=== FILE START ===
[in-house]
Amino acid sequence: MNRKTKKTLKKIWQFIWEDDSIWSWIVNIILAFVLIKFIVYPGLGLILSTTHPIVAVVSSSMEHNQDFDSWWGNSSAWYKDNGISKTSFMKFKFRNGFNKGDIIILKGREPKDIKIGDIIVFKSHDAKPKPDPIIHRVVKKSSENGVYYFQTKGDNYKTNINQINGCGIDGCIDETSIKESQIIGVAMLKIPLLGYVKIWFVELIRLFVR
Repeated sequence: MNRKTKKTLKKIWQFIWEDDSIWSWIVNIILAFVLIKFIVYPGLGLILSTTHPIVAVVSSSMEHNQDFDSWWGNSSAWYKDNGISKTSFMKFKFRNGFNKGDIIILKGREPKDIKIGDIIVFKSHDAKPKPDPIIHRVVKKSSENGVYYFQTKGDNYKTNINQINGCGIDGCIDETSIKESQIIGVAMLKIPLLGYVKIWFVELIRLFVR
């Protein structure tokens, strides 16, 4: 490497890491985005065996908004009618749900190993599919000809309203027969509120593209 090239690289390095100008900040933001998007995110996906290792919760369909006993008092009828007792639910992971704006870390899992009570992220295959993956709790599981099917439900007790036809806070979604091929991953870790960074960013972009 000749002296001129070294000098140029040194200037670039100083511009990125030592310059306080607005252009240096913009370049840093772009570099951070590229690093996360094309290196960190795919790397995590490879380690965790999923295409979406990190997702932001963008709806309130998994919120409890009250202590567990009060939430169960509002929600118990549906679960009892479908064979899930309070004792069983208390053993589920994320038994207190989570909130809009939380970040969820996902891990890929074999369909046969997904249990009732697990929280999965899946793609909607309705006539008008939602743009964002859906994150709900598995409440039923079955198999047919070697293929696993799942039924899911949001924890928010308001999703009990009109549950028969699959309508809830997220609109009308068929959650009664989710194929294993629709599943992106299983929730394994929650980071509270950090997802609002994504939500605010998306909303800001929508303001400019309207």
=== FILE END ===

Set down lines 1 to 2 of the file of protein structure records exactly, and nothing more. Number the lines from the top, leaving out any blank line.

[in-house]
Amino acid sequence: MNRKTKKTLKKIWQFIWEDDSIWSWIVNIILAFVLIKFIVYPGLGLILSTTHPIVAVVSSSMEHNQDFDSWWGNSSAWYKDNGISKTSFMKFKFRNGFNKGDIIILKGREPKDIKIGDIIVFKSHDAKPKPDPIIHRVVKKSSENGVYYFQTKGDNYKTNINQINGCGIDGCIDETSIKESQIIGVAMLKIPLLGYVKIWFVELIRLFVR